History of Vaccines Blog
Cholera is one of those diseases that you really don’t want to get. It begins like any other intestinal illness, with abdominal cramps, nausea, and vomiting. Suddenly, a very profuse, watery diarrhea develops. So much water leaves the body through the diarrhea that the person’s mouth becomes dry. He stops urinating because he has no fluid left. Eyes become sunken, and the sufferer loses his energy. During the course of the disease, a person with cholera may pass as many as 13 US gallons (or 50 liters) of fluid. Left untreated, cholera can kill a person in a matter of hours to days from severe dehydration.
May 7, 2012
It has been a little more than 100 years since the discovery of viruses by Martinus Beijerinck. In that time, more than 5,000 different viruses have been discovered and studied. One of those viruses, influenza, has been a scourge to humanity even before we knew it existed. Influenza has caused local epidemics and worldwide pandemics since well before it was discovered. Between 1918 and 1919, influenza killed between 20 and 40 million people worldwide, more than the World War occurring at the time. At the time of the 1918 pandemic, it was believed that the disease was caused by other agents, like the bacteria Haemophilus influenzae. It wasn’t until the 1930’s that the influenza virus was discovered and grown in chicken eggs. In the 1940s, an influenza vaccine was developed and used widely on soldiers during World War II.
May 2, 2012
What do you think about when someone mentions Benjamin Franklin? Do you think of the statesman, the inventor, the man with the kite in the thunderstorm, or the first Postmaster General? Among his many activities and accomplishments, Benjamin Franklin also managed to include a little bit of epidemiology when he wrote the introduction to a pamphlet about variolation in 1759. Epidemiology is the study of “that which comes upon the people.” Two forms of epidemiology are descriptive epidemiology and analytical epidemiology. Analytical epidemiology is done through the use of statistics to research diseases and interventions based on the observations done through descriptive epidemiology. Franklin performed descriptive epidemiology in showing the number of cases of smallpox, the number of deaths attributable to smallpox, and similar descriptive numbers of people who received variolation in colonial Boston.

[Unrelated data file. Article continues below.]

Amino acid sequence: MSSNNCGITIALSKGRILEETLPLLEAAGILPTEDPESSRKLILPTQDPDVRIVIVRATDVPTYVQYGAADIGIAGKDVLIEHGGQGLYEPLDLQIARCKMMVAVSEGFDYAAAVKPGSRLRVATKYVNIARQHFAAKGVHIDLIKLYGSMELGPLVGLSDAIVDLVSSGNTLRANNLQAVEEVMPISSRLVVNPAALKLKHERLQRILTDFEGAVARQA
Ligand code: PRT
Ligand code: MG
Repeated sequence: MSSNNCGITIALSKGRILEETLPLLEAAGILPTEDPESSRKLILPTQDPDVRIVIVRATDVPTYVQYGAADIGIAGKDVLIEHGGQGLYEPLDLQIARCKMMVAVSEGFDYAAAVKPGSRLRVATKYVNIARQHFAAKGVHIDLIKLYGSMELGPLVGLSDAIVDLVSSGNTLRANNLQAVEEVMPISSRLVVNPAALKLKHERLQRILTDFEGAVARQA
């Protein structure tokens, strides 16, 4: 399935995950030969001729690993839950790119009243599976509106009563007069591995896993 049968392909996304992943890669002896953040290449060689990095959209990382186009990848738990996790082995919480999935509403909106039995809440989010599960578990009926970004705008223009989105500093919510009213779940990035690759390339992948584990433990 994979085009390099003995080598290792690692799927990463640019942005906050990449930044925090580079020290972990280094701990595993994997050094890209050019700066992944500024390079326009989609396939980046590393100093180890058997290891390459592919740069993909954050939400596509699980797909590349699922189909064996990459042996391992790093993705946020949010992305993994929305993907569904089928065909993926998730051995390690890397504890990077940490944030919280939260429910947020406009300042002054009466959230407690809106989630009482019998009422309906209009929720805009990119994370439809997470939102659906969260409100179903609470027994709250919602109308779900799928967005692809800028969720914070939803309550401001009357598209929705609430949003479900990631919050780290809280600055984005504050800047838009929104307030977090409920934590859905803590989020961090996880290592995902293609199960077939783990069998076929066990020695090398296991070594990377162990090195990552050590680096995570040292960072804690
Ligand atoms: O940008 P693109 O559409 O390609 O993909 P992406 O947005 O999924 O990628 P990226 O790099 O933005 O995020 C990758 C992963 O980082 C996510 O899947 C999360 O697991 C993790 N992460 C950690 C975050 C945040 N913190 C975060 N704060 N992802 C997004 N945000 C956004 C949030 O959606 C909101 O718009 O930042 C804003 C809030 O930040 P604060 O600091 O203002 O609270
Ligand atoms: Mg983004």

April 30, 2012
Varicella, or chickenpox, used to be a common childhood infection. Today’s grandparents and most parents can describe vividly what it was like to have chickenpox or to care for a child with this viral illness. Since the broad use of varicella vaccine, the number of cases in the United States has dropped dramatically. Even infants under the age of 6 months who are too young to get the vaccine have had a 90% drop in their rate of chickenpox since the introduction and widespread use of varicella vaccine. But chickenpox has not completely disappeared.
Philadelphia, Pennsylvania, is a city that requires evidence of varicella immunization to attend school (with certain exceptions) and maintains a vigorous surveillance of students attending school to see who has developed chickenpox. This tracking allows public health authorities to see the pattern of spread of chickenpox. A study published in the May 1 edition of the Journal of Infectious Diseases examined varicella cases over a 7-year period, during which about 2300 cases of varicella were seen in Philadelphia public school students.
April 23, 2012
The History of Vaccines invites you to attend The Wistar Institute Authors Series program “The Modern American Vaccine Debate.” The event will be held Tuesday, April 24, at 6:30 pm at The Academy of Natural Sciences of Drexel University in Philadelphia. It is presented as part of the Philadelphia Science Festival. Panelists include Paul Offit, MD, Mark Largent, PhD, Hildegund Ertl, MD, and Jason Schwartz, MBE. The event is free, but registration is required. We hope to see you there – the History of Vaccines will be exhibiting at the event.
April 17, 2012
Eighteen years after the sole manufacturer of adenovirus vaccine announced its discontinuation, adenovirus type 7 and type 4 vaccines are once again available for U.S. military trainees. The adenovirus vaccination program resumed in October 2011, with enlisted soldiers receiving the vaccine during basic training. The re-licensure of the vaccine required significant investment by the U.S. government and long years of testing and regulatory review, during which rates of adenovirus illness in the military rose. The history of the vaccine’s disappearance illustrates the precarious position of some of our lesser-used vaccines.
March 30, 2012